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"The Edge is not the sort of musician who takes his guitar to bed with him. He uses it to get across what he wants." — Bono



by Crewboy

Wow.  Just Wow.

After hearing the news about Dennis, I expected the band to postpone the show to next week. 

Once the word was out that they planned on playing, I went in with the mindset that tonight wasn't about the fans or what was or wasn't in the setlist. 

Tonight was about 4 guys honoring the man who has guided them through every tour since War.

From the moment they came out, they played with an intensity that quite wasn't there the night before.  The opening quartet of Joey Ramone, Out Of Control, Vertigo and I Will Follow was blistering. 

After Bono informed the audience that tonight was a tough show for them and the reason why, the tone of the show changed.  If we didn't know then that tonight was more than a rock show, we certainly knew it now.

The new songs in the "Innocence" portion of the show carry across very well live.  Iris and Cedarwood Road are solid.  In the context of this show, they are more than just songs.  They're taking us on a journey of the band's youth and innocence.

An innocence that is smashed when the first chords of Sunday Bloody Sunday kick in.  This stripped down variation has a power all it's own setting the tone for a smashing first act finale in Until The End Of The World.  Solid as always with great video.  That image of Edge in the palm of Bono's hand is classic.

Second act brought on the "Experience" songs beginning with Invisible.  By moving to the catwalk then to the second stage, it sends a message that the boys are now men.  Rousing renditions of Desire, Angel Of Harlem is followed by a stripped down Every Breaking Wave, which gives way to a violent Bullet The Blue Sky.  I had grown tired of Bullet and was happy to see it left off the 360 setlist.  The rest has done it some good as it's back and more solid than it's ever been.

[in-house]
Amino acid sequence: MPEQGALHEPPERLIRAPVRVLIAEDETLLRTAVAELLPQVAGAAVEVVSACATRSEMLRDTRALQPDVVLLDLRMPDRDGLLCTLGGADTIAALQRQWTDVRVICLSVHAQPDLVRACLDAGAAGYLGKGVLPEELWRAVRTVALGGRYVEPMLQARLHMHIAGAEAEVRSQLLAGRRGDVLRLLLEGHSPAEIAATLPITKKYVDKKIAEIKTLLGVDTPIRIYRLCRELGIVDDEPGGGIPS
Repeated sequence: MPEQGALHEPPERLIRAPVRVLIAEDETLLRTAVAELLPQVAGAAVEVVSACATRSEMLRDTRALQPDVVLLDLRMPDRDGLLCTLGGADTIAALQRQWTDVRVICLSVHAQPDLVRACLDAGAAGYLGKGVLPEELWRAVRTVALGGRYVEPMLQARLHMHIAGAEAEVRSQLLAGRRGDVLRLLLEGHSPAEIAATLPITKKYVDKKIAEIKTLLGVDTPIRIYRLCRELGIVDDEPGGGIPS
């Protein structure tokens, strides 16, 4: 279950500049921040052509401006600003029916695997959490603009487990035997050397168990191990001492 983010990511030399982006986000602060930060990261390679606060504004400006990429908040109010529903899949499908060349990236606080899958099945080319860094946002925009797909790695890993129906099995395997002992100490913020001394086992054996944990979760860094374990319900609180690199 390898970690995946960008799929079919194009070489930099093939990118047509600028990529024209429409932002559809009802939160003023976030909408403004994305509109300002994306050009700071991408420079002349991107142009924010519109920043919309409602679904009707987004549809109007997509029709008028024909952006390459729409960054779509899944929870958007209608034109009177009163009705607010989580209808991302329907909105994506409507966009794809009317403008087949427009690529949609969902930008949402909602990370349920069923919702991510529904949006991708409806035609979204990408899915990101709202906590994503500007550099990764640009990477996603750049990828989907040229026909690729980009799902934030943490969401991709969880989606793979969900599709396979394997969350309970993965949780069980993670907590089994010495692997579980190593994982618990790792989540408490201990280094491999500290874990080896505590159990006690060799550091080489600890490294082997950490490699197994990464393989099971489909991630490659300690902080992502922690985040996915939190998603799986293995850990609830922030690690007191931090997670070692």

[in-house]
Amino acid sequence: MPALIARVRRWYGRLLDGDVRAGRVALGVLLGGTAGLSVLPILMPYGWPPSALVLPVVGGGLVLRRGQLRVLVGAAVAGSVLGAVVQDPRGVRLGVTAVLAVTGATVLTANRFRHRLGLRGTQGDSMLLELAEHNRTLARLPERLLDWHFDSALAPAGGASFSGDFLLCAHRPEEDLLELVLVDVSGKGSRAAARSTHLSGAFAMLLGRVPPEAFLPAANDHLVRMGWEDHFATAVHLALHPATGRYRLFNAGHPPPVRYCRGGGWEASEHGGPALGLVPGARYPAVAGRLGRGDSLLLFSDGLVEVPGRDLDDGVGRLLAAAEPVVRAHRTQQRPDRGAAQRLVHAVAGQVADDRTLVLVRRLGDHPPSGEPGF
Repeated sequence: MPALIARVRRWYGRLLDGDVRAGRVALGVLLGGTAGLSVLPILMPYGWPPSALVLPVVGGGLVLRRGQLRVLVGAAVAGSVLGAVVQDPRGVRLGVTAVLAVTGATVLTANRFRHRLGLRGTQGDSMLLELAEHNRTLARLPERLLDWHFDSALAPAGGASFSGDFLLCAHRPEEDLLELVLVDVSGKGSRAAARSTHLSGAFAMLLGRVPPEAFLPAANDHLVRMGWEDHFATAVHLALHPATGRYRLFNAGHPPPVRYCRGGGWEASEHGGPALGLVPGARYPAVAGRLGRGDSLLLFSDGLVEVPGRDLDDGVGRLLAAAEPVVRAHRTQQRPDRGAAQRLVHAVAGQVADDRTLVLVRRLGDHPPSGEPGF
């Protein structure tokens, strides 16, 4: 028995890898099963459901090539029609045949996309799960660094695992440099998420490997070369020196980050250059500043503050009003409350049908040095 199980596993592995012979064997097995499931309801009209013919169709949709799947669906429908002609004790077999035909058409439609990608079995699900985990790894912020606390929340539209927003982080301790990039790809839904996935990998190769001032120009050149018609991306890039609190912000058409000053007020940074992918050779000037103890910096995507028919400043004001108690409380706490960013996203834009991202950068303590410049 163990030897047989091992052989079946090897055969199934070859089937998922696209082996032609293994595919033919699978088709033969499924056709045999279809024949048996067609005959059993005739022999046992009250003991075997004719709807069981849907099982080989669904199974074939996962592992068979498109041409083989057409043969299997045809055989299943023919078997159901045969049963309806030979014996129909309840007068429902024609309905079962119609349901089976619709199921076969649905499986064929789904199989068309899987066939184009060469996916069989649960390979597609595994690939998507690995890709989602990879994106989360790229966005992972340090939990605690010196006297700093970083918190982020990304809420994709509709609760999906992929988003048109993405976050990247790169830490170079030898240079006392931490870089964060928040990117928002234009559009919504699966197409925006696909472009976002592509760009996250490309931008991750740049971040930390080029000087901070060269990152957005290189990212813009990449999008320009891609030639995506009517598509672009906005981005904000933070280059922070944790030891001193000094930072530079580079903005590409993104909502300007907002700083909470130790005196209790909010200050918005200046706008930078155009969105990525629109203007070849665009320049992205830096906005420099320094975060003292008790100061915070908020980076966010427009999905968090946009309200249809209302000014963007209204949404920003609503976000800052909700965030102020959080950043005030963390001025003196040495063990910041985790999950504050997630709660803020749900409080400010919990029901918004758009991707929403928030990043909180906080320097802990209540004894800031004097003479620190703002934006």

A rousing Pride (which is placed in just the perfect spot this tour) followed by a celebratory Beautiful Day has the audience enraptured.  Just in time for the reality check that comes when Bono decides to "change it up"...and before we know it..he's telling the audience if they have anything pent up to "just let it go, get it out" as the opening chords of Bad begin to play.  Six minutes later after the band has "let it out"...big portions of the audience are in tears. 

It feels as if the band is only playing for an audience of one instead of 17,000.

We get to the final encore.....Bono tells the story of the infamous night at Red Rocks.  How Dennis would lead the chant at the end of "40" in the hopes the audience will pick it up and continue it.  Bono then dedicates the song and the tour to Dennis' memory.

As "40" plays, pictures of Dennis with the band, his family and his life are displayed on the video screen.  There isn't a dry eye in the house.

One by one the band walks the catwalk and leaves via the second stage until only Larry is left playing his drums.  He stops playing, walks the catwalk as 17,000 people continue to sing the "How Long..." chant.

He exits and the audience continues to sing to the image of Dennis on the video screen even after the house lights come back up.

Rest in Peace Dennis.

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